A quicker conservation method is to display silver pieces in an enclosed chamber with filtered air, but the chambers often leak, are expensive to install and maintain, and putting an artifact behind glass may prevent visitors from seeing the object up-close and from multiple angles.

Phaneuf and his colleagues are investigating a technique that could overcome some of the shortcomings of current preservation methods. Called atomic layer deposition (ALD), the process gives scientists atomic-level control over the thickness of a transparent oxide film that they grow on the surface of silver objects. By running a series of surface-limited chemical reactions, researchers can build the protective film one atom-thick layer at a time. The films Phaneuf and his team have tested are under 100 nanometers thick, less than 1/1000th the thickness of a human hair.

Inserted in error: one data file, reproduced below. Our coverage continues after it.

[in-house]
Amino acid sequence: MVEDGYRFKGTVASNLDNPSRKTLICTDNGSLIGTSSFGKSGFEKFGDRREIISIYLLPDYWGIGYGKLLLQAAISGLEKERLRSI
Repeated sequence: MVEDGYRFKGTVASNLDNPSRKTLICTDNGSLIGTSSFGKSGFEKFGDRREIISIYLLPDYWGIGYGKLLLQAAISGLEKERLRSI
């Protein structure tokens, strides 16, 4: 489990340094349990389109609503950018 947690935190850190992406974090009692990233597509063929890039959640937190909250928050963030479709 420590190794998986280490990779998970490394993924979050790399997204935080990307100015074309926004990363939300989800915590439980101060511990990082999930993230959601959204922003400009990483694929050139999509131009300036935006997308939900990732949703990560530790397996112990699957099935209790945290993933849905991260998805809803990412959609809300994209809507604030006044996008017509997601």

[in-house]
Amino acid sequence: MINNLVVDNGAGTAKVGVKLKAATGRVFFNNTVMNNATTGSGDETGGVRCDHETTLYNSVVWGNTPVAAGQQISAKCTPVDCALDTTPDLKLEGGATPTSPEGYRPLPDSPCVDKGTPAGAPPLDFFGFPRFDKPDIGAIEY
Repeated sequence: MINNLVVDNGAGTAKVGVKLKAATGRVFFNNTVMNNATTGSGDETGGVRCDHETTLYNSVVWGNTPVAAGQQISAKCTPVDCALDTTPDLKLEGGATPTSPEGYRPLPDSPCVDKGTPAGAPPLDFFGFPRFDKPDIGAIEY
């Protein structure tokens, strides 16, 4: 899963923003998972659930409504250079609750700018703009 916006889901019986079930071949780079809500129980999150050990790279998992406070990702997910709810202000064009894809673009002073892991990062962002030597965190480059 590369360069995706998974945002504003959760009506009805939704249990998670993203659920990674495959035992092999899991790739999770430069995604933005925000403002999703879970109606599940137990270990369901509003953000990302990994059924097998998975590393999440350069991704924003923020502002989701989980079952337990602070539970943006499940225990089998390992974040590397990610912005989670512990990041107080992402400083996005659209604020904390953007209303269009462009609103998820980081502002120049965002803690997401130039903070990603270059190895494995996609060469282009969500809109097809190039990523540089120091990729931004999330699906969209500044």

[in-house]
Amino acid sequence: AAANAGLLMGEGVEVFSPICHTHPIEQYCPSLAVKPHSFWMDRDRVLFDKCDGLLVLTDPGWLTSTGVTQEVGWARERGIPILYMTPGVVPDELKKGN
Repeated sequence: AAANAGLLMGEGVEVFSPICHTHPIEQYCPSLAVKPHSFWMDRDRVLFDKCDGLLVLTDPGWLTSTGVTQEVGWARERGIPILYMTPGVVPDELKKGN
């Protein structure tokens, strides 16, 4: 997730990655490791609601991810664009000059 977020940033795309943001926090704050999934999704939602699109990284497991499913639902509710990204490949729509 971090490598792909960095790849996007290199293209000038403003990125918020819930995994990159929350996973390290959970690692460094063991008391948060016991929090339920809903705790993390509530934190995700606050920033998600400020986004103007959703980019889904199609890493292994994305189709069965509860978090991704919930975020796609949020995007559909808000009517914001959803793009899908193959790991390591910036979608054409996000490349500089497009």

Phaneuf and his colleagues are currently experimenting by applying ALD films to highly uniform silver test wafers. The uniformity of the wafers allows the researchers to control variables, such as the composition of the silver, in order to create a model of the tarnishing kinetics as sulfur diffuses through the ALD film.

"This is when we get to put on our physicists' hats," Phaneuf says of simplifying the test cases and building a predictive model. The test case results showed two components to the concentration profile, indicating a faster rate of sulfur diffusion through tiny pinholes in the protective oxide film. The researchers are now experimenting with multilayer films that plug these pinholes.

Before the researchers use ALD on prized museum pieces, they will need to demonstrate that the coating can be removed without damaging the artifact, and that the thin film will have a minimal effect on the aesthetic look of the silver. In terms of appearance, ALD films may have another advantage over conventional nitrocellulose lacquer, which can yellow with age. Phaneuf and his colleagues are performing tests to measure how the thickness of the ALD films affects the way silver reflects light.